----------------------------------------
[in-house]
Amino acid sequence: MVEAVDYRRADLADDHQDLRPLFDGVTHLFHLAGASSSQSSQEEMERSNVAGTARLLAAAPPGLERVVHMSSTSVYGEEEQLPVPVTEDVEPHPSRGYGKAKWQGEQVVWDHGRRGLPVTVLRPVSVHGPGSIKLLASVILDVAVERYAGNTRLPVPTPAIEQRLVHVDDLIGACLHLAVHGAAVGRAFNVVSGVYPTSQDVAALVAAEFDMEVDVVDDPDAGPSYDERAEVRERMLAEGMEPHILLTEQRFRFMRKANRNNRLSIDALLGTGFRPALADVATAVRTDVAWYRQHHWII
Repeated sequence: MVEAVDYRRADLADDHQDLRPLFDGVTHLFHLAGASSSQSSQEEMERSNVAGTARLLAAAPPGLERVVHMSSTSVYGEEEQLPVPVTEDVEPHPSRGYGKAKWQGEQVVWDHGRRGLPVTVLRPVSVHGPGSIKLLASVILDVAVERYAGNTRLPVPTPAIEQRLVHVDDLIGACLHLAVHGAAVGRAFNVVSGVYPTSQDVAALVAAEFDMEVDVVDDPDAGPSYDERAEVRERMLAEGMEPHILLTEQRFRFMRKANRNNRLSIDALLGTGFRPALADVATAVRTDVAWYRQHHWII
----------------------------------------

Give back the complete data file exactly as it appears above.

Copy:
[in-house]
Amino acid sequence: MVEAVDYRRADLADDHQDLRPLFDGVTHLFHLAGASSSQSSQEEMERSNVAGTARLLAAAPPGLERVVHMSSTSVYGEEEQLPVPVTEDVEPHPSRGYGKAKWQGEQVVWDHGRRGLPVTVLRPVSVHGPGSIKLLASVILDVAVERYAGNTRLPVPTPAIEQRLVHVDDLIGACLHLAVHGAAVGRAFNVVSGVYPTSQDVAALVAAEFDMEVDVVDDPDAGPSYDERAEVRERMLAEGMEPHILLTEQRFRFMRKANRNNRLSIDALLGTGFRPALADVATAVRTDVAWYRQHHWII
Repeated sequence: MVEAVDYRRADLADDHQDLRPLFDGVTHLFHLAGASSSQSSQEEMERSNVAGTARLLAAAPPGLERVVHMSSTSVYGEEEQLPVPVTEDVEPHPSRGYGKAKWQGEQVVWDHGRRGLPVTVLRPVSVHGPGSIKLLASVILDVAVERYAGNTRLPVPTPAIEQRLVHVDDLIGACLHLAVHGAAVGRAFNVVSGVYPTSQDVAALVAAEFDMEVDVVDDPDAGPSYDERAEVRERMLAEGMEPHILLTEQRFRFMRKANRNNRLSIDALLGTGFRPALADVATAVRTDVAWYRQHHWII